Like any other South African city, Pretoria has its fair share of nondescript mall restaurants, but this enthusiastic overview really has offered only the merest peek of the pleasures that lie behind the boerewors gordyn. I know that a flood of irate emails to the editor listing delicious dining options that I have neglected to mention are already wending their way to WINE magazine.

I haven’t spoken about the neo-psychedelic experience that is Shane Sauvage’s La Pentola, the jewellike sweetmeats and syrup-laden jalebis at Laudium’s Al Medina, the Venetian splendour of Villa Francesco or the fast-food chic that is Toni’s Fully Furnished Pizza Company. But space is limited and in a place that punches so considerably above its weight, something(s) had to give.

While I was writing this piece, I was so worried that I couldn’t think of anything nasty to say about the taste of Tshwane that I gathered a group of friends together to discuss what we didn’t like about the city’s restaurants. We toyed with the idea that vegetarians are not very well catered for but decided that the situation is no worse than in Johannesburg. We considered feeling aggrieved about the lack of a Chinatown but this felt fi nicky given the numerous perfectly acceptable, if spreadout, Chinese restaurants on offer.

After a while, someone pointed out that at Caf 41 in Groenkloof it can be alarming to look up from your coffee and croissant to see creepy apartheid-era biological and chemical weapons specialist Wouter Basson at the neighbouring table. Then we remembered that he had moved to Cape Town…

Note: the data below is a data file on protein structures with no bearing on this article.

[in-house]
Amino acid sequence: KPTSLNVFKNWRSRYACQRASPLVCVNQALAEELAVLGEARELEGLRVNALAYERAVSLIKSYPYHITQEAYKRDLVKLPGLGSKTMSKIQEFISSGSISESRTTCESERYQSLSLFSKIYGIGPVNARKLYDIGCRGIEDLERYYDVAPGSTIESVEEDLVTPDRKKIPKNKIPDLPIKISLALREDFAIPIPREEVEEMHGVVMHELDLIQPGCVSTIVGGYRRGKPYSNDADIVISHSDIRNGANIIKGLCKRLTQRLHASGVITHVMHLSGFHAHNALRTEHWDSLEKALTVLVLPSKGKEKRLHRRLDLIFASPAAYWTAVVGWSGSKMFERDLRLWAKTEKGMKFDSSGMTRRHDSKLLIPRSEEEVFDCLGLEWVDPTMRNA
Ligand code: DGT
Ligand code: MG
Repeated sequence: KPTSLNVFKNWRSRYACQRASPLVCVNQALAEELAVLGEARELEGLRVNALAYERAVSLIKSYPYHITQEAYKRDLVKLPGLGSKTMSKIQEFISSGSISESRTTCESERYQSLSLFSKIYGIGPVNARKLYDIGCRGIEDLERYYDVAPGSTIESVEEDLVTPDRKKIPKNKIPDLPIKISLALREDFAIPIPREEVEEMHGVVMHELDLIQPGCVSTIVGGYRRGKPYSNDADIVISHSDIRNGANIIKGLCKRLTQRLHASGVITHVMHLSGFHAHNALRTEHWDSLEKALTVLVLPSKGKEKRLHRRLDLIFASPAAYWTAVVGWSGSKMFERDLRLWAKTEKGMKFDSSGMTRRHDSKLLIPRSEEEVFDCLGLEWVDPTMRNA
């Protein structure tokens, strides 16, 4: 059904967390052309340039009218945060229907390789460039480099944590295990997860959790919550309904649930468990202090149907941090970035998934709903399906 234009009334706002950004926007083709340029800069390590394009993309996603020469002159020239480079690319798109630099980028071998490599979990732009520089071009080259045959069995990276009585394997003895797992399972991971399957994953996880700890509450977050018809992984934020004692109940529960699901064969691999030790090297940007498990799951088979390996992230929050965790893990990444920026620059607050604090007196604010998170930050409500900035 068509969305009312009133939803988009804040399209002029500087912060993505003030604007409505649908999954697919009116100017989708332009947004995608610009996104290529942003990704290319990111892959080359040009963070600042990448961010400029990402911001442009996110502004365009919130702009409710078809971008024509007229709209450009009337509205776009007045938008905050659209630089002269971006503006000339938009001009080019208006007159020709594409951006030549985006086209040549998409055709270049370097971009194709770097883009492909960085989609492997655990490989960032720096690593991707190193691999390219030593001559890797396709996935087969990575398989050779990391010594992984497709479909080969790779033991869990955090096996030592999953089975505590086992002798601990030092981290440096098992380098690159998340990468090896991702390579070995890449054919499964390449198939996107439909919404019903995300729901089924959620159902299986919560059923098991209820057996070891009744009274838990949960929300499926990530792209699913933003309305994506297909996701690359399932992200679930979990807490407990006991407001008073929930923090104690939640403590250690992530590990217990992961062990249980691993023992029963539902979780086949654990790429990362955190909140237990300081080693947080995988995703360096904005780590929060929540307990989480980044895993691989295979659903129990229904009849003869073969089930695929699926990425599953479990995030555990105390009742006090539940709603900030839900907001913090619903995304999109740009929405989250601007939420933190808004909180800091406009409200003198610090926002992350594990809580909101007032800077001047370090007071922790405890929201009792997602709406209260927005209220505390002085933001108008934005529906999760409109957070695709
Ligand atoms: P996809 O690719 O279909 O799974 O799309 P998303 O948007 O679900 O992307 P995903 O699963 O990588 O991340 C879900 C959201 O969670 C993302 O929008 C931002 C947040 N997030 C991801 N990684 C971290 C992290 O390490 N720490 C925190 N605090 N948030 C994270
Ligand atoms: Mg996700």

RECOMMENDED
RESTAURANTS


Deluxe Dining

Ritrovo – Waterkloof Heights
Centre, Club Avenue, Waterkloof
Heights. Tel 012 460 4367

La Madeleine – 122 Priory Road,
Lynnwood. Tel 012 361 3667

Zemara – 933 Schoeman Street,
Arcadia. Tel 012 342 3080

Brasserie de Paris – 381 Aries Street,
Waterkloof Ridge. Tel 012 460 3583

Mosaic – The Orient Hotel,
Francolin Conservation Area,
Elandsfontein, Crocodile River
Valley. Tel 012 371 2902

Casual kos
Delicious Carlton Caf – 71 13th
street Menlo Park. Tel 012 460 7996

Janicky’s Restaurant – 165 Monroe
Street, Atteridgeville.
Tel 012 373 4238

Monument Restaurant – Eeufees
Road, Voortrekker Monument.
Tel 012 321 6230/70/71

Li-bel – Cnr Jorrison and Johnston
Streets, Sunnyside. Tel 012 343 8277

Kwazi’s – 283 Esselen Street,
Sunnyside. Tel 012 341 8088


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Wine magazine was published from October 1993 until September 2011 and now lives on in digital form as Winemag.co.za. We cover everything to do with South African wine.